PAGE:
An anthropology of the shoeless

Well the ski season is over and time to hit the streets and parks once more in those little pink tootsies. I tried a bit of barefoot up in the Alps this year but weather and time was limiting. Not sure that the locals have the slightest idea how to take it.

I don’t think I am an exhibitionist but I do find the attention you receive when you get your feet out most amusing and I just wonder what it says about us all.

In France the comments to date have been ‘Pieds nu!!’ and a guy from the ski hire shop stopping his van to ask if I needed help. I tried to explain but he remained complete nonplussed in a very French way.

Comments on the way round London:

13/4/15 Run – 5 miles Pimlico . Hyde Park / Pimlico – Just the one comment today. Rounding the homeward corner a tall slightly ragged lady who looked like she had done some living (and was well immersed in doing some more) : ‘mind you don’t get committed doing that’ – perhaps speaking from experience?? It reminded me of other brethren of the bottle who have commented on my quick trips to the car in my socks. It is interesting that they are very keen to warn against it.

19/4/15 Pimlico/Hyde Park /Pimlico. This was a day of expletives. It began with three young lads in the Park ‘F*****g hard core mate’. Then a charity runner or two I passed that  said simply ‘F***’. And then, again when pretty much rounding the homestraight, this very dudey goth lad passed by with no sign of any recognition but as we were shoulder to shoulder I heard a calm and direct ‘SOUND!’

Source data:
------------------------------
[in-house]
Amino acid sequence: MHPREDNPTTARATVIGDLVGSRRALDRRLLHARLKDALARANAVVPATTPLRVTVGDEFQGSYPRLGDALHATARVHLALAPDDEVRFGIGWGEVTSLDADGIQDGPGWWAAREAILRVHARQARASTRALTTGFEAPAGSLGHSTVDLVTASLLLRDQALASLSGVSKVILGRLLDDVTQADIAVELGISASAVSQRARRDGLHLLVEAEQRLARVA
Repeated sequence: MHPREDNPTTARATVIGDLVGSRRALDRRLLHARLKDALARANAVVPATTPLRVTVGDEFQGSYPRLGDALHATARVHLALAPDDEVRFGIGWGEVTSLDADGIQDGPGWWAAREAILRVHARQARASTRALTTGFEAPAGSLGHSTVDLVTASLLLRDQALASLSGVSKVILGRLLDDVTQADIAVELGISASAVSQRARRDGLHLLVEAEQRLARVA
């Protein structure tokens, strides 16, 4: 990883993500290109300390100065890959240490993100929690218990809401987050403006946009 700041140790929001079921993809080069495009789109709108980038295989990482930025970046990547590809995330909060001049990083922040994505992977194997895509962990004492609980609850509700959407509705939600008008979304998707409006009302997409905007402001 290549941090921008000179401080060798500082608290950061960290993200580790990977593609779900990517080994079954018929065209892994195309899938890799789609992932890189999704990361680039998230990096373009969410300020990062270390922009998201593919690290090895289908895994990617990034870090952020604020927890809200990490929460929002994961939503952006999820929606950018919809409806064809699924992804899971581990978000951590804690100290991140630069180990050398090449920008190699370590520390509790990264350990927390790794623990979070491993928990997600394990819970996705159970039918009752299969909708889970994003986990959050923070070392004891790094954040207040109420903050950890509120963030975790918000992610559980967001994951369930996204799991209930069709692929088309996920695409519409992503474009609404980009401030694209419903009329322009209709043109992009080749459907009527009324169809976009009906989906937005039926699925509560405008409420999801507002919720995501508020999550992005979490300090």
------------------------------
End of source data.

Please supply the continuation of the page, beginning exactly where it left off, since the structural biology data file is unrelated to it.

26/4/15 Pimlico /Hyde Park / Pimlico. A very calm run today. Glad it did not rain – always very tough on the feet. Just the one comment: ‘Well done mate!’ . Not sure I deserved this on Marathon day but there you go.

So far it seems that being barefoot appeals to the counterculture and stands as  a bit of a ticket in. What is also apparent is the overwhelming support that seems to accompany people’s observations.

We shall see…

 

 

 

About Chris

Chris Low is a London based academic, increasingly southern African charity worker, and a person who like to feel alive by playing music, telemark skiing and, as of recently, running barefoot

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